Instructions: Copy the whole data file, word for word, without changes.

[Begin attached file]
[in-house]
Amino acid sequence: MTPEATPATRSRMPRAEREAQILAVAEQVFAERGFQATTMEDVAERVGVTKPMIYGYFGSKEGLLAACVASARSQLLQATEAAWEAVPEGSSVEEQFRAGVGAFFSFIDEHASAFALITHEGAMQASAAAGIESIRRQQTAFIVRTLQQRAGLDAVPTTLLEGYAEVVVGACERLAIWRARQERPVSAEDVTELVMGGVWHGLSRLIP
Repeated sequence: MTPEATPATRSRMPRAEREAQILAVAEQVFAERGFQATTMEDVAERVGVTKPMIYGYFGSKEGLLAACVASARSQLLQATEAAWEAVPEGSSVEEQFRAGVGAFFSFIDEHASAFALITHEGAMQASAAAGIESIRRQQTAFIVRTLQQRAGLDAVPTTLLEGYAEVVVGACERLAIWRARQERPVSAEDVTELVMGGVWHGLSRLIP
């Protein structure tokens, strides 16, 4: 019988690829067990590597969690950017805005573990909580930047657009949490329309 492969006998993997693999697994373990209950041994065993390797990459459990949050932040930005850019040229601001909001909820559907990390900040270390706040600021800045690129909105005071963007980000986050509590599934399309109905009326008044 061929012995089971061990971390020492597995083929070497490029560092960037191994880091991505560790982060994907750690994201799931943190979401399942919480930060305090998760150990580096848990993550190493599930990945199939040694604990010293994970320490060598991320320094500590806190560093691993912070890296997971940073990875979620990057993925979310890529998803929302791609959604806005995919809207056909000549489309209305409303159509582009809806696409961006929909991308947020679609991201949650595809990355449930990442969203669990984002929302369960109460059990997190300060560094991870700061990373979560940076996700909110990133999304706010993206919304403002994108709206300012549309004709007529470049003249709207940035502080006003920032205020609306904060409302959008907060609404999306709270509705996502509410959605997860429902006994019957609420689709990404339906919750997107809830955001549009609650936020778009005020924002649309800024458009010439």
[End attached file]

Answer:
[in-house]
Amino acid sequence: MTPEATPATRSRMPRAEREAQILAVAEQVFAERGFQATTMEDVAERVGVTKPMIYGYFGSKEGLLAACVASARSQLLQATEAAWEAVPEGSSVEEQFRAGVGAFFSFIDEHASAFALITHEGAMQASAAAGIESIRRQQTAFIVRTLQQRAGLDAVPTTLLEGYAEVVVGACERLAIWRARQERPVSAEDVTELVMGGVWHGLSRLIP
Repeated sequence: MTPEATPATRSRMPRAEREAQILAVAEQVFAERGFQATTMEDVAERVGVTKPMIYGYFGSKEGLLAACVASARSQLLQATEAAWEAVPEGSSVEEQFRAGVGAFFSFIDEHASAFALITHEGAMQASAAAGIESIRRQQTAFIVRTLQQRAGLDAVPTTLLEGYAEVVVGACERLAIWRARQERPVSAEDVTELVMGGVWHGLSRLIP
């Protein structure tokens, strides 16, 4: 019988690829067990590597969690950017805005573990909580930047657009949490329309 492969006998993997693999697994373990209950041994065993390797990459459990949050932040930005850019040229601001909001909820559907990390900040270390706040600021800045690129909105005071963007980000986050509590599934399309109905009326008044 061929012995089971061990971390020492597995083929070497490029560092960037191994880091991505560790982060994907750690994201799931943190979401399942919480930060305090998760150990580096848990993550190493599930990945199939040694604990010293994970320490060598991320320094500590806190560093691993912070890296997971940073990875979620990057993925979310890529998803929302791609959604806005995919809207056909000549489309209305409303159509582009809806696409961006929909991308947020679609991201949650595809990355449930990442969203669990984002929302369960109460059990997190300060560094991870700061990373979560940076996700909110990133999304706010993206919304403002994108709206300012549309004709007529470049003249709207940035502080006003920032205020609306904060409302959008907060609404999306709270509705996502509410959605997860429902006994019957609420689709990404339906919750997107809830955001549009609650936020778009005020924002649309800024458009010439």